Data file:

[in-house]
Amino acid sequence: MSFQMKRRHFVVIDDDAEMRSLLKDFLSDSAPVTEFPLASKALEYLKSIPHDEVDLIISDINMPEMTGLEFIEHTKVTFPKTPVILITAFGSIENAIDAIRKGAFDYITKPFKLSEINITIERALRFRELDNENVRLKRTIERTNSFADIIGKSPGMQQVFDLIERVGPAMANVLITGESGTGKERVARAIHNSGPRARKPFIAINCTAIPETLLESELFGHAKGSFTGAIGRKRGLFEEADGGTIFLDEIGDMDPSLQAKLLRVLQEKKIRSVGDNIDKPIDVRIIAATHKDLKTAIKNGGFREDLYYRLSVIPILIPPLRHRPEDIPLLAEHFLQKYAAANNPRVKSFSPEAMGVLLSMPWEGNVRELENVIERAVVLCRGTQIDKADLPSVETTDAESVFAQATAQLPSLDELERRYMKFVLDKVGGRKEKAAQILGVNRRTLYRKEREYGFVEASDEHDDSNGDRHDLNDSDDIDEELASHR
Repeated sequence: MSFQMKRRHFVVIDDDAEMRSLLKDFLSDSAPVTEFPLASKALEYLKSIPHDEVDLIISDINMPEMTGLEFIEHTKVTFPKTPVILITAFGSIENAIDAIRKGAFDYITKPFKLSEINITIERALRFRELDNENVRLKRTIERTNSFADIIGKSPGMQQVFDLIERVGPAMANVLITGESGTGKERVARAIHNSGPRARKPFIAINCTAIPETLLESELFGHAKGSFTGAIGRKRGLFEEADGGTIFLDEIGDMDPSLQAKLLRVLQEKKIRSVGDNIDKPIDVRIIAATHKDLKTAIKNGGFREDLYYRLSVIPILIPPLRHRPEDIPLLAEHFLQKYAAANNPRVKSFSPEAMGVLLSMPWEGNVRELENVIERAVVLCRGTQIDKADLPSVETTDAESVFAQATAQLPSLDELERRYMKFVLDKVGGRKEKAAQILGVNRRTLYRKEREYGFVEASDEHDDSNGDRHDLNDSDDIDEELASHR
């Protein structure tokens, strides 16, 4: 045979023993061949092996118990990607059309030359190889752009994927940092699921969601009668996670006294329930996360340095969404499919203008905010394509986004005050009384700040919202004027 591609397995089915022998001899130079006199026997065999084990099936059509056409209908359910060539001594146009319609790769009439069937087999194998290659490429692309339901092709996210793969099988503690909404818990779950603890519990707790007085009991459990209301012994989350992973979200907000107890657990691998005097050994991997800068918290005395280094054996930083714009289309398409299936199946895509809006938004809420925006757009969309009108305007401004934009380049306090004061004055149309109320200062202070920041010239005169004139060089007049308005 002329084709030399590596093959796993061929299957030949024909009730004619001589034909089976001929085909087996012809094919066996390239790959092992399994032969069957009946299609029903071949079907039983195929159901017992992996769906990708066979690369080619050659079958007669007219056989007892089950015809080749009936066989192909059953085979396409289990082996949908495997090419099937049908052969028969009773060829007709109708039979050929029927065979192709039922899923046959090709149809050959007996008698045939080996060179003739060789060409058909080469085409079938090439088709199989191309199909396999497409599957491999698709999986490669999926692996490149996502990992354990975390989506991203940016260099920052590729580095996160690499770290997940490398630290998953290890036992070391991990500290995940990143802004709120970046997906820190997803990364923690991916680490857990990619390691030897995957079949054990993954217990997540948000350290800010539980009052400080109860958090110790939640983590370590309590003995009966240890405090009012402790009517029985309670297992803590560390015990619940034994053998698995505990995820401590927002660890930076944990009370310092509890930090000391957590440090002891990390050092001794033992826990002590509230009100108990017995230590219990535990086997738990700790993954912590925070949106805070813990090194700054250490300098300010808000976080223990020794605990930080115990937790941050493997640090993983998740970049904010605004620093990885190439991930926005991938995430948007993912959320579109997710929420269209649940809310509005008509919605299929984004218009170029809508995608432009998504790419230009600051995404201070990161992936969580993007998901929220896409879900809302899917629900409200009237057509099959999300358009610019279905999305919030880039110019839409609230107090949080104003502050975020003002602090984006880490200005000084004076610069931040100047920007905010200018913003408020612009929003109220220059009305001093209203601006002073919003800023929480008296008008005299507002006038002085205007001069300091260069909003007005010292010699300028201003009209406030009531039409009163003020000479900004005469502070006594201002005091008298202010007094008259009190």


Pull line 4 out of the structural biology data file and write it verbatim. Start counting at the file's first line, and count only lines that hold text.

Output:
């Protein structure tokens, strides 16, 4: 045979023993061949092996118990990607059309030359190889752009994927940092699921969601009668996670006294329930996360340095969404499919203008905010394509986004005050009384700040919202004027 591609397995089915022998001899130079006199026997065999084990099936059509056409209908359910060539001594146009319609790769009439069937087999194998290659490429692309339901092709996210793969099988503690909404818990779950603890519990707790007085009991459990209301012994989350992973979200907000107890657990691998005097050994991997800068918290005395280094054996930083714009289309398409299936199946895509809006938004809420925006757009969309009108305007401004934009380049306090004061004055149309109320200062202070920041010239005169004139060089007049308005 002329084709030399590596093959796993061929299957030949024909009730004619001589034909089976001929085909087996012809094919066996390239790959092992399994032969069957009946299609029903071949079907039983195929159901017992992996769906990708066979690369080619050659079958007669007219056989007892089950015809080749009936066989192909059953085979396409289990082996949908495997090419099937049908052969028969009773060829007709109708039979050929029927065979192709039922899923046959090709149809050959007996008698045939080996060179003739060789060409058909080469085409079938090439088709199989191309199909396999497409599957491999698709999986490669999926692996490149996502990992354990975390989506991203940016260099920052590729580095996160690499770290997940490398630290998953290890036992070391991990500290995940990143802004709120970046997906820190997803990364923690991916680490857990990619390691030897995957079949054990993954217990997540948000350290800010539980009052400080109860958090110790939640983590370590309590003995009966240890405090009012402790009517029985309670297992803590560390015990619940034994053998698995505990995820401590927002660890930076944990009370310092509890930090000391957590440090002891990390050092001794033992826990002590509230009100108990017995230590219990535990086997738990700790993954912590925070949106805070813990090194700054250490300098300010808000976080223990020794605990930080115990937790941050493997640090993983998740970049904010605004620093990885190439991930926005991938995430948007993912959320579109997710929420269209649940809310509005008509919605299929984004218009170029809508995608432009998504790419230009600051995404201070990161992936969580993007998901929220896409879900809302899917629900409200009237057509099959999300358009610019279905999305919030880039110019839409609230107090949080104003502050975020003002602090984006880490200005000084004076610069931040100047920007905010200018913003408020612009929003109220220059009305001093209203601006002073919003800023929480008296008008005299507002006038002085205007001069300091260069909003007005010292010699300028201003009209406030009531039409009163003020000479900004005469502070006594201002005091008298202010007094008259009190």